Definitely, parents must set good examples for their children to follow. Teachers can only do so much.

Anonymous said...

i remember reading this somewhere;
the term "millionaire" was coined in the 60s
at that time, someone with US$1mil will be able to live out the rest of his life rather comfortably w/o having to continue working
but that was in the 60s... so taking inflation into account, that would be ~US$16mil nowadays

and so, for everyone whose on the journey to achieving US$1mil nett (or ~S$1.3mil), i always believe that one should have an enjoyable but yet challenging route.
afterall... its about the journey and not the destination..


AK71 said...

Hi tw,

That certainly puts things in perspective for us. $16m. Wow!

Yes, the journey is important. Just like what financialray said, the means are just as important as the end.

SnOOpy168 said...

give me that million $ in the bank account 1st. the rest will come later.

assuming that this million is not gotten via illegal means, I won't feel bad about having it either.

AK71 said...

Hi SnOOpy168,

Continue doing all the right things and I am sure you will have that $1m in time.

Like what tw said, $1m is not what it used to be but it continues to have a timeless allure.

So, perhaps, it is really the process of getting there that is more important. :)

Anonymous said...

And after achieving that million or a few millions,

our next thought might be "after we are gone" :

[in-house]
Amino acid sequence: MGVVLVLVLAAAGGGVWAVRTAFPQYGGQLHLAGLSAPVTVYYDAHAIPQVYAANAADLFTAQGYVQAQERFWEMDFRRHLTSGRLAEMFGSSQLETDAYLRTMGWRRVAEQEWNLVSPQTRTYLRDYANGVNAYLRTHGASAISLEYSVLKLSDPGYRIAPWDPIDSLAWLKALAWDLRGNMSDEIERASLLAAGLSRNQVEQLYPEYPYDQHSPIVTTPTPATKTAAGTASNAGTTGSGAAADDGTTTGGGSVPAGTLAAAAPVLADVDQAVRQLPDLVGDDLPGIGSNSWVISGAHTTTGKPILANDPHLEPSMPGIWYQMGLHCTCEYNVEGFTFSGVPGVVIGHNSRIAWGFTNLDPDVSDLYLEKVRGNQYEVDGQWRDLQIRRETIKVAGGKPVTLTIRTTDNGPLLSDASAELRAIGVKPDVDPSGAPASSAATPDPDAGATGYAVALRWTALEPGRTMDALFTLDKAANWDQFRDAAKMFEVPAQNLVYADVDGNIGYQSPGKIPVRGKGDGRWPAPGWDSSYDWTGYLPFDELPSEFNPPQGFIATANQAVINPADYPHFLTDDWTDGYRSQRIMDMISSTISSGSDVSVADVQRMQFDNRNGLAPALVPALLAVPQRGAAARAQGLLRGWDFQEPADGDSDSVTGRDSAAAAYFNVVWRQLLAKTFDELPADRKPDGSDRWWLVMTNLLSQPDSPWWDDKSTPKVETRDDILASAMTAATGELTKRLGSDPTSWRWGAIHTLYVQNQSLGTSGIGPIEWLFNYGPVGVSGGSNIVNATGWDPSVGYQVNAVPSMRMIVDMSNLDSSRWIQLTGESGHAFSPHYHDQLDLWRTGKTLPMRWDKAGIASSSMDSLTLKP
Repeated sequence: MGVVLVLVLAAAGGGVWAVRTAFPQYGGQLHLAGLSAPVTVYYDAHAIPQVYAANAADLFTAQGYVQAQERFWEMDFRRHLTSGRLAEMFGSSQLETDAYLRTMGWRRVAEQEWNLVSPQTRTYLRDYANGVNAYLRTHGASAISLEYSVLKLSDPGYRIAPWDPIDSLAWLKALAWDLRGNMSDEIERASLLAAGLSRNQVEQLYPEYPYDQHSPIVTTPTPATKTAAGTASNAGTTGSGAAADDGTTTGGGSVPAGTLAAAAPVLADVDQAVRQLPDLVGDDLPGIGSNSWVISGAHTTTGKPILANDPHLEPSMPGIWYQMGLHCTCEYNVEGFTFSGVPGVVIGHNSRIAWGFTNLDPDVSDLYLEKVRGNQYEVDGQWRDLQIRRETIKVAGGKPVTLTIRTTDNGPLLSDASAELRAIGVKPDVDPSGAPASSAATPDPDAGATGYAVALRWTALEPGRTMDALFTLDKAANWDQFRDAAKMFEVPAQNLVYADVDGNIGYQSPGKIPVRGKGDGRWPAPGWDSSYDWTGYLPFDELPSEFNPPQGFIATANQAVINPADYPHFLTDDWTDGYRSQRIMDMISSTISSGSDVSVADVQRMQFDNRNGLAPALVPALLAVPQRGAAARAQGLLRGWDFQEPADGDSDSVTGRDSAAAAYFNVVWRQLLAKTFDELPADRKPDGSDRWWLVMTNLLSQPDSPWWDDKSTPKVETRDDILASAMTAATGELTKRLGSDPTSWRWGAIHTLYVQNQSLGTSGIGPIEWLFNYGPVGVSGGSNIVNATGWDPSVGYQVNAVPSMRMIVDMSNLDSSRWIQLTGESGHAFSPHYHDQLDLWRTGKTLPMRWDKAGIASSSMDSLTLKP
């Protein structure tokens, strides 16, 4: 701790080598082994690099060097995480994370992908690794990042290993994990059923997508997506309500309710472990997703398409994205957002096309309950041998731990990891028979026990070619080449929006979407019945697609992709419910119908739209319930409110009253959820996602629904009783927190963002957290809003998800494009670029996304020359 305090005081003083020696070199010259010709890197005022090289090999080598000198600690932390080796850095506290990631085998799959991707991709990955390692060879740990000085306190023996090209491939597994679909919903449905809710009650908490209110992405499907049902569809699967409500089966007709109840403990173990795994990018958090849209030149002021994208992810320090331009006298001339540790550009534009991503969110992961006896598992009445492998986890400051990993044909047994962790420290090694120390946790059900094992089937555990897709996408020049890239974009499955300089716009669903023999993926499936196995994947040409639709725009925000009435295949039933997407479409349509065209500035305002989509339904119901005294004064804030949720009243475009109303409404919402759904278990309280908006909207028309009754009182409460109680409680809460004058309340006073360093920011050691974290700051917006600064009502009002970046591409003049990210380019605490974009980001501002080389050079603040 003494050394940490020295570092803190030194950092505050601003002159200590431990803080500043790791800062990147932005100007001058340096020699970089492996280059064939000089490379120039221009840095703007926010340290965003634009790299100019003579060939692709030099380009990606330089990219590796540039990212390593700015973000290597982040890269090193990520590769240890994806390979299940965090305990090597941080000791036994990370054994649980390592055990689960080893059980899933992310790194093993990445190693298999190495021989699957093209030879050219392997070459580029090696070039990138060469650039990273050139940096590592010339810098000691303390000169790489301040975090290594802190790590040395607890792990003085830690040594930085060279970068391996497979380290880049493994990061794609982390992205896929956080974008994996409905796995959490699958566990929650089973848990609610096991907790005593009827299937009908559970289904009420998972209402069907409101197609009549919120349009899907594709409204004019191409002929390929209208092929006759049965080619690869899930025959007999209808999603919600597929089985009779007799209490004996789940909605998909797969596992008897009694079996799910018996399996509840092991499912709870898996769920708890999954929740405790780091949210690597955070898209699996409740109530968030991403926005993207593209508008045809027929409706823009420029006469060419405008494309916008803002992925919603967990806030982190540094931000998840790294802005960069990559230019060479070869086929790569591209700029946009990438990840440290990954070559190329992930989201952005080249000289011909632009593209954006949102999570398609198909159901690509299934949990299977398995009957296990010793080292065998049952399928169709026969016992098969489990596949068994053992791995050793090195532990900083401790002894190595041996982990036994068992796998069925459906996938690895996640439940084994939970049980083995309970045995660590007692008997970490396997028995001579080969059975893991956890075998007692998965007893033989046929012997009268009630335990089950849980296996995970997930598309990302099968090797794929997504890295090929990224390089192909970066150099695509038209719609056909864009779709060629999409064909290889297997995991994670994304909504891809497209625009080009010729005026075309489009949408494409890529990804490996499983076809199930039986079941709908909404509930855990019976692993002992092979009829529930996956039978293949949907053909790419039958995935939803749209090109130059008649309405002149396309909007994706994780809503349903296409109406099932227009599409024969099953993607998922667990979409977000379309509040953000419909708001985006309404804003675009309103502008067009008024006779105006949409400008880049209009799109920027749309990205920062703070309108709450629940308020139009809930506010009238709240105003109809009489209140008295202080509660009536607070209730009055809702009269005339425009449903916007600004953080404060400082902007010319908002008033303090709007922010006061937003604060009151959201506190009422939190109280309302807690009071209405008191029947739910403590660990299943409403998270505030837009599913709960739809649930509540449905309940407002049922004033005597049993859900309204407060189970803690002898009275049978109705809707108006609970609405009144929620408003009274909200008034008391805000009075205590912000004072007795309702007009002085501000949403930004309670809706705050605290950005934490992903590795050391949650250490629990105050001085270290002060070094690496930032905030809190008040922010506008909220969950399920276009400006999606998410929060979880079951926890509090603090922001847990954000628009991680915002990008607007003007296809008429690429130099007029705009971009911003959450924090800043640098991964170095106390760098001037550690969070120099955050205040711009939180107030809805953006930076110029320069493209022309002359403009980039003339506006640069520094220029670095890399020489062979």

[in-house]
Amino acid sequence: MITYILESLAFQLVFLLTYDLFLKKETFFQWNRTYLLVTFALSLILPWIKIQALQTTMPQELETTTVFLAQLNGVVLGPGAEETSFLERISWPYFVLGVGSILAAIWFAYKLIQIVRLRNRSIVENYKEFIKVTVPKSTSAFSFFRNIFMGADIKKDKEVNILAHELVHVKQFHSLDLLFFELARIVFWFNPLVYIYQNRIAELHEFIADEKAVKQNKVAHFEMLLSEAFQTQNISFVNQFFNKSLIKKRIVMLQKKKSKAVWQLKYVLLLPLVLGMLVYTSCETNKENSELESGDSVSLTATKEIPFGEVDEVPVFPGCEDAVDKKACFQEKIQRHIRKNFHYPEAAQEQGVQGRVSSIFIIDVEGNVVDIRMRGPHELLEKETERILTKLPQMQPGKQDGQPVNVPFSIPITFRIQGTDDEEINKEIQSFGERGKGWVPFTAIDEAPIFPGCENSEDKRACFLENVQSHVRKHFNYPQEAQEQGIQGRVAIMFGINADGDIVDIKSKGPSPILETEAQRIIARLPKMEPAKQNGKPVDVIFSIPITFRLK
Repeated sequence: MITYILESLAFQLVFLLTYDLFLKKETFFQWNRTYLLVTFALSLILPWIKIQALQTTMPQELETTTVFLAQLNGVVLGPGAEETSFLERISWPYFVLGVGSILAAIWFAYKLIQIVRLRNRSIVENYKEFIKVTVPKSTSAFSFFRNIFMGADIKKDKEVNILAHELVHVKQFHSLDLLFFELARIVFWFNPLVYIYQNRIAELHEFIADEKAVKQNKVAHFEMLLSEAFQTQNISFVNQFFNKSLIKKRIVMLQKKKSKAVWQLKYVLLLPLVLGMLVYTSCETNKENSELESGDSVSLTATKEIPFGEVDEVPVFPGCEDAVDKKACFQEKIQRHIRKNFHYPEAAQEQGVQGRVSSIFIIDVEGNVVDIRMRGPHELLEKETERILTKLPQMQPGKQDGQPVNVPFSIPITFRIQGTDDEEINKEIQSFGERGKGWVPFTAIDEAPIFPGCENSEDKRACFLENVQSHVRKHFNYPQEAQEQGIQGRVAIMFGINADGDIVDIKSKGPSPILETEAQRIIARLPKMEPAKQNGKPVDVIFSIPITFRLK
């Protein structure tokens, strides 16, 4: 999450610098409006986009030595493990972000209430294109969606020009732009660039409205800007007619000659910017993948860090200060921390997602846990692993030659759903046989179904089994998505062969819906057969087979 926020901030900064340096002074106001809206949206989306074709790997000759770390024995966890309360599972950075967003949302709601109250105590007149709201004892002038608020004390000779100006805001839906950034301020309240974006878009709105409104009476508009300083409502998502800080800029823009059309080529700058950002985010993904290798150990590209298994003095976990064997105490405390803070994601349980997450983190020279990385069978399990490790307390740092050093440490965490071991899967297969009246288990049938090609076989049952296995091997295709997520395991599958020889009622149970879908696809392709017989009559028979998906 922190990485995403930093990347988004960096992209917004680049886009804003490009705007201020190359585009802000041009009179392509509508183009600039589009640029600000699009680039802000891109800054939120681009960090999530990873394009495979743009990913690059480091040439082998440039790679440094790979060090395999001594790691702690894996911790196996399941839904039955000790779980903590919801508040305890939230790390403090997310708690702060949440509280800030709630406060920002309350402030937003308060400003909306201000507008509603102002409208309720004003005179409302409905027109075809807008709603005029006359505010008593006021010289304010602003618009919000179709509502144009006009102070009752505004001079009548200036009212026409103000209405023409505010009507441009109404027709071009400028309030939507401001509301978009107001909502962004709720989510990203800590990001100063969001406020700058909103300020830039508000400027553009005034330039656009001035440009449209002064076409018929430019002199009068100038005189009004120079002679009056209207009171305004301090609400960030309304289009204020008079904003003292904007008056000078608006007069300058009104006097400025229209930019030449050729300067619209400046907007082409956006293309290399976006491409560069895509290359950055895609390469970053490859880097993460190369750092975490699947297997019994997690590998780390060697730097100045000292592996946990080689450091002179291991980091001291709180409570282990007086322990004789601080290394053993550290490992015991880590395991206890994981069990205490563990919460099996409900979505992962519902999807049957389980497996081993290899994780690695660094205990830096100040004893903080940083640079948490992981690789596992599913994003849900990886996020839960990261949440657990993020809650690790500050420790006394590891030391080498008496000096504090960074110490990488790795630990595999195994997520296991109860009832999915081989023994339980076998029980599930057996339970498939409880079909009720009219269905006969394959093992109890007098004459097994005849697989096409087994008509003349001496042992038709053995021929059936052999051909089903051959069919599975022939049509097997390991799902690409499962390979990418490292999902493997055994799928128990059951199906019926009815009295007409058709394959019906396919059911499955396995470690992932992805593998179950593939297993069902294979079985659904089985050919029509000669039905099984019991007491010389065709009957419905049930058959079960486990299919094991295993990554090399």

to be able to leave behind sufficient sums so that as many as possible, of the love ones left behind - can enjoy a more comfortable livelihood, hopefully for the rest of their lives.

AK71 said...

Hi Anonymous,

That is a very caring and also a very Asian thought, I believe.

I have been told so many times before that American parents want their kids out of their house once they start working while Asian parents want their kids to stay with them for as long as possible. :)

SnOOpy168 said...

for me, it is always a little more (asset, $$ etc).

it is still possible to be reasonably comfortable with S$1m worth of REITs paying 8% yield. So we are still not that far off the mark. Except perhaps, it is no longer possible to buy properties by the doz like Cavin does.

In the end, I treasure health, friendship & well being, way above $$$ (not that I can live without $$$ nor have too much of it).

S$1m, pray hard that I have eyes to see & feel to reach this goal. If AK can do it, so can I right ? Not really, he has a 10 years head start. Whereas I just started last year... :-(

AK71 said...

Hi SnOOpy168,

Yes, I really think that if I can do it, you can too. :)

Unless life has been exceptionally cruel to us, I believe all of us have the ability to do it. What remains is to ask if we have the will to do it.

At 40, it is not really too late to start. Just have to be patient and know that the journey is likely to span quite a number of years. It gets easier over time. It is always toughest at the start. :)

gr said...

If it comforts you i just started packing my capital up this year feb.

AK71 said...

Hi gr,

Packing your capital up? I am afraid I don't understand what you mean. Could you elaborate? :)

INVS 2.0 said...

Hi AK71,

These people just need to achieve the rich man's state of mind to live peacefully with their money. Many rich goes broke because they still think and behave like poor men.

It's the mentality!

AK71 said...

Hi INVS 2.0,

I don't know enough rich people to be able to comment on what you have said. ;p

However, with wealth comes some advantages and probably headaches previously unknown.

A change in status will require adjustments, for sure. Life will always seek equilibrium and if we were to deny such equilibrium, we would definitely suffer one way or another.

Monthly Popular Posts

Bloggy Award